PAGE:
For many people, the dividing line between casual, social drinking, and alcoholism is the ability to stop consuming alcohol before it becomes too much. Addiction experts might suggest that’s an oversimplified version of addiction and they’d be right.
There are other factors, such as genetic predisposition or neurochemical imbalances, which play a large role in the disease of alcoholism.
Now, a study conducted in the Department of Neuroscience and Therapeutics College of Medicine at Texas A&M Health and Sciences Center, has likely uncovered yet another layer in the brain’s complex neurological response to alcohol.
Published in the journal Biological Psychiatry’s May 2016 issue, scientists report that the decision to continue drinking adult beverages, even if we’ve had too many already, boils down to two neurons in the brain. Both neurons are not surprisingly located in the decision-making part of the brain, a region called the dorsomedial striatum.
What Neurons in the Brain Signal to Stop Drinking Alcohol?
- When activated, the first neuron, D1 or what researchers refer to as the “go” pathway, determines whether a person goes from one drink to the next to the next and so on
- Activation of the D2 neuron, the “no-go” pathway, is what signals a person to cease alcohol consumption
Alcohol abuse alters the brain’s capability to process dopamine, a neurological chemical responsible for feelings of pleasure. This is why alcoholics have to drink more to get drunk.
Prolonged alcoholism also erodes the D1 neuron or “go” pathway, which is one of the receptors dopamine binds to. Put together, these facts shed a physiological light on why moderate amounts of alcohol don’t satisfy people suffering from alcoholism.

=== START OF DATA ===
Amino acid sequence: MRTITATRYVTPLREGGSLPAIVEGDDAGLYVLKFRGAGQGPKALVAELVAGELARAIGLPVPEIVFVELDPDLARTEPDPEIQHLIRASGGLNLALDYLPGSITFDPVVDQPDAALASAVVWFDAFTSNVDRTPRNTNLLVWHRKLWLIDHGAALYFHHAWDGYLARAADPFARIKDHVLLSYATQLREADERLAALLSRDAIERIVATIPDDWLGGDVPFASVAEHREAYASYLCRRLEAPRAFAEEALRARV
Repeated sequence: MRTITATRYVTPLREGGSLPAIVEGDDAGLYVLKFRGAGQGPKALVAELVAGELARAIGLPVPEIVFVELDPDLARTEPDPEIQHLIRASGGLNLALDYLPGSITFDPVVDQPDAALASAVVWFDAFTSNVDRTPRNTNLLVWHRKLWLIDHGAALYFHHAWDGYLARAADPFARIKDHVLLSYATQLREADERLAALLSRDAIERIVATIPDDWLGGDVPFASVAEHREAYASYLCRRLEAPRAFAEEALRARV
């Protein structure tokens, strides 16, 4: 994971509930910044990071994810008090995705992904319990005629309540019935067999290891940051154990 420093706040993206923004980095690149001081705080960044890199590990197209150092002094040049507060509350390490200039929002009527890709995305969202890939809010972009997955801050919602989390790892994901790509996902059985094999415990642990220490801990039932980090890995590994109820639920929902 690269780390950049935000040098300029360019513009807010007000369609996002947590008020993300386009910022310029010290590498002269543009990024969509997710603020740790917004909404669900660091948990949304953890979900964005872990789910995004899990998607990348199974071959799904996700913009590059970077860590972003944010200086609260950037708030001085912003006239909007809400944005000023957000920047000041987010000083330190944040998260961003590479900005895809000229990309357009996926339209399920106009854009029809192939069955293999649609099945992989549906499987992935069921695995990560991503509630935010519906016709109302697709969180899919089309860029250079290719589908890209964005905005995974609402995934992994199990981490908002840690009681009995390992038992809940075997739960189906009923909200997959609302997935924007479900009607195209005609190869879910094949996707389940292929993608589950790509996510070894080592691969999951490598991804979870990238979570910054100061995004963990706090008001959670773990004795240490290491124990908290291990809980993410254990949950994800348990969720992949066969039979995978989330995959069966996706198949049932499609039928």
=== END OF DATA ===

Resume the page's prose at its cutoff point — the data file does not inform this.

“At least from the addiction point of view, D2 neurons [or the “no-go” pathway] are good,” said Dr. Jun Wang, one of the study’s author’s, in a statement corresponding with the release of the study.
Though the study was performed on mice and human testing will eventually follow, scientists are encouraged by the findings. Research has already shown, in the brains of deceased alcoholics, that D2 neurons weaken once alcohol changes the chemical structure of the brain’s reward system.
From a neurological standpoint, there are very few (if any) signals sent telling a person to stop drinking.
Using that knowledge, Wang and her colleagues stimulated the “no-go” pathway in rodents trained to seek alcohol. The result was a substantial decrease in alcohol seeking behavior.
What’s Next For the D2 Neuron Study?
Though she acknowledges that science is a ways off from a practical application for this discovery, Wang believes that eventually a method of stimulating D2 neurons of the “no-go” pathway” in alcoholics, with medication or electrical stimulation or an as of yet unknown method, might diminish their desire for another drink.
“That’s the ultimate goal,” Wang said in her statement. “I hope these findings will eventually be able to be used for treatment of alcohol addiction.”
Findings such as these, even without a magic pill to solve the problem, reinforce the fact that addiction is a chronic neurological disease and not just a lack of willpower on the part of the afflicted drinker.
In fact, evidence of this nature suggests that some people might not be capable of deciding when enough is simply enough.